Most impressive of all may have been his restoration of the killer five-minute cadenza at the end of the first movement which he subdued with an authority I have never seen before in this work.  I find that few can play this summit of the piano concerto repertoire, and fewer still with tonal command, moreover on a Steinway whose upper octave needed a retune (and that’s no one’s fault — it was just the nature of that particular piano in that space and at that time).  

The famous ‘colossale’ and ‘tumultuoso’ sections seemed to lift Matsuev and the piano off the stage.  But it wasn’t all flash and flare, bombast and blare.  The Second Piano Concerto is a work of compositional sophistication, replete with bitonal chords, forward-looking harmonies, intimations of a futuristic sonic landscape and at the same time, a study in violent contrasts up and down the dynamic and emotional range.  

In a way, the performance of Prokofiev 2 was the perfect calling card for Gergiev, Matsuev and company because it allowed them all to play as a composite, blended unit.  At times, the piano could sound like it was only another instrument in the orchestra, a direct nod to how Prokofiev himself heard many such harmonically blended passages in his own concertos.  Here was an appropriate tribute to the musicianship of all on stage, and to how well Matsuev and Gergiev could make such music mindfully and meaningfully for their audience.

And their reaction was instantaneous and overpowering in itself, and elicited the tour encore of Anatoly Liadov’s filamented solo Music Box, a silvery gem of ornamental beauty, but it was what happened after that surprised us all most. After the applause, Matsuev next nodded to a few of us, acknowledging what we all wanted — a second encore.  He produced the ripping Precipitato finale from the Prokofiev Sonata No. 7, a moto perpetuo nightmare and one of the most technically demanding movements in all the piano repertoire.  I guess the concerto hadn’t tired him out enough.  Energized, he produced a dramatic display of all the movement’s hidden, toccata-like colours.  It was outstanding.  Matsuev had virtually stolen the show.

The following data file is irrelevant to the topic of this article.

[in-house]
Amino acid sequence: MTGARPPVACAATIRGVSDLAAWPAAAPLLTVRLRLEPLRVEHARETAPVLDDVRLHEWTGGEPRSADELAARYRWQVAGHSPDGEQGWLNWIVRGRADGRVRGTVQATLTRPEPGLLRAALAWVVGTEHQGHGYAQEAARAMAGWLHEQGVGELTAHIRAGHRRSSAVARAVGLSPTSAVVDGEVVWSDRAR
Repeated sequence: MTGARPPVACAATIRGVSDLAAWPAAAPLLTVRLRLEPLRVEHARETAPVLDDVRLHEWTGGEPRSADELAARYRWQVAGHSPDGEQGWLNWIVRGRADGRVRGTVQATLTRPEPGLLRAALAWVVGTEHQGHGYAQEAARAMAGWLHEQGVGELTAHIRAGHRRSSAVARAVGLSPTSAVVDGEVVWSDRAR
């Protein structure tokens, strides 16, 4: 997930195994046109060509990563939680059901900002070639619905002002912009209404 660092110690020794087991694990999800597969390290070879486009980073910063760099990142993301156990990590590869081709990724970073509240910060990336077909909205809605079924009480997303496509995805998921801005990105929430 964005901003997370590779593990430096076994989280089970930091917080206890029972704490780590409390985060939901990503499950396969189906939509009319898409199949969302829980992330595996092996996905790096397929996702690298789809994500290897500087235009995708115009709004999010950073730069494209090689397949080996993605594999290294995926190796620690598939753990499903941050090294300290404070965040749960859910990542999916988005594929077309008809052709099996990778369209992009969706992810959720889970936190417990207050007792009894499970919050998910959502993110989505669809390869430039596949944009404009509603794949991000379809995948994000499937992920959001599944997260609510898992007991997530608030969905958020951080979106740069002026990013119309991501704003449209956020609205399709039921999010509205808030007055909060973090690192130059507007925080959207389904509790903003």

The evening began with Shostakovich’s Symphony No. 9, a taut performance of subtlety and transparency, but by concert’s end, it had been eclipsed by so much memorable music as to be relegated to near-prelude status.  It was a fine, squeaky-clean interpretation nonetheless and took nothing of the work’s inherent sardonicism for granted.  It is not Shostakovich at his most mockworthy, but it is definitively a less-than-covert anti-authority statement couched in a wilfully distorted classicism which Gergiev laid bare for all it was worth and without overdoing it.  Gergiev reminded us how to truly listen to this work.

For all that has been written about the Ninth, its defiance in the face of Communist party demands that Shostakovich’s Ninth be a grand work like the other ‘Ninths’ that preceded, it has to be stated that the work is fundamentally satirical, not only against government taste in music and its incalculable limitedness during the Stalin era, but the work also mocks Neo-Classicism itself.  

As such, this ‘anti-Ninth’ served aptly as a suitable aperitif to the quirkily calculated dissonances of the Prokofiev concerto, nicely rounding out the concert’s first half and overall, the evening’s splendid fare of unearthed, and smartly interpreted, Russian classic repertoire.